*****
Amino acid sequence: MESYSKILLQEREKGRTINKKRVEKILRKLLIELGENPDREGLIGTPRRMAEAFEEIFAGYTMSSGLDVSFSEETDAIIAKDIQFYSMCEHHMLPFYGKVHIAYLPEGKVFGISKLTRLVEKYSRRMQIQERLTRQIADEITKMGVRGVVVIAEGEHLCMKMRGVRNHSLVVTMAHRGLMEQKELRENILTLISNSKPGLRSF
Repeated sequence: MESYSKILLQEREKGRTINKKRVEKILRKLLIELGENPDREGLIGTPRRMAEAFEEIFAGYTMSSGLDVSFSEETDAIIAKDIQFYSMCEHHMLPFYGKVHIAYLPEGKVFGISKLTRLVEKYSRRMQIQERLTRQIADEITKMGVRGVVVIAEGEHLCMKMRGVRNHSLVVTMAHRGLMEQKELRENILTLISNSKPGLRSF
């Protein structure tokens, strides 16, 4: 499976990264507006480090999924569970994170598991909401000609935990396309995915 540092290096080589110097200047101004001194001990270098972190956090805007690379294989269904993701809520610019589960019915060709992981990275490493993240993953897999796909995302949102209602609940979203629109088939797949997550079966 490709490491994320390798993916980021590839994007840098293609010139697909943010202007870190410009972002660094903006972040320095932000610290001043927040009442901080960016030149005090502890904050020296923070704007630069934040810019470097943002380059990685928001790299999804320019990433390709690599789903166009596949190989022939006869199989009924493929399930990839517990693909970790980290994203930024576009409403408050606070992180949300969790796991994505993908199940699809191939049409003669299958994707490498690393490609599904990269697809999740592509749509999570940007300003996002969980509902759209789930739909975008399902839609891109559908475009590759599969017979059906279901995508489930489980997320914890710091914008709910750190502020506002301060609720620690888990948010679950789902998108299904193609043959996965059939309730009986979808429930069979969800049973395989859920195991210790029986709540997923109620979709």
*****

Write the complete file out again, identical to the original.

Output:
Amino acid sequence: MESYSKILLQEREKGRTINKKRVEKILRKLLIELGENPDREGLIGTPRRMAEAFEEIFAGYTMSSGLDVSFSEETDAIIAKDIQFYSMCEHHMLPFYGKVHIAYLPEGKVFGISKLTRLVEKYSRRMQIQERLTRQIADEITKMGVRGVVVIAEGEHLCMKMRGVRNHSLVVTMAHRGLMEQKELRENILTLISNSKPGLRSF
Repeated sequence: MESYSKILLQEREKGRTINKKRVEKILRKLLIELGENPDREGLIGTPRRMAEAFEEIFAGYTMSSGLDVSFSEETDAIIAKDIQFYSMCEHHMLPFYGKVHIAYLPEGKVFGISKLTRLVEKYSRRMQIQERLTRQIADEITKMGVRGVVVIAEGEHLCMKMRGVRNHSLVVTMAHRGLMEQKELRENILTLISNSKPGLRSF
């Protein structure tokens, strides 16, 4: 499976990264507006480090999924569970994170598991909401000609935990396309995915 540092290096080589110097200047101004001194001990270098972190956090805007690379294989269904993701809520610019589960019915060709992981990275490493993240993953897999796909995302949102209602609940979203629109088939797949997550079966 490709490491994320390798993916980021590839994007840098293609010139697909943010202007870190410009972002660094903006972040320095932000610290001043927040009442901080960016030149005090502890904050020296923070704007630069934040810019470097943002380059990685928001790299999804320019990433390709690599789903166009596949190989022939006869199989009924493929399930990839517990693909970790980290994203930024576009409403408050606070992180949300969790796991994505993908199940699809191939049409003669299958994707490498690393490609599904990269697809999740592509749509999570940007300003996002969980509902759209789930739909975008399902839609891109559908475009590759599969017979059906279901995508489930489980997320914890710091914008709910750190502020506002301060609720620690888990948010679950789902998108299904193609043959996965059939309730009986979808429930069979969800049973395989859920195991210790029986709540997923109620979709």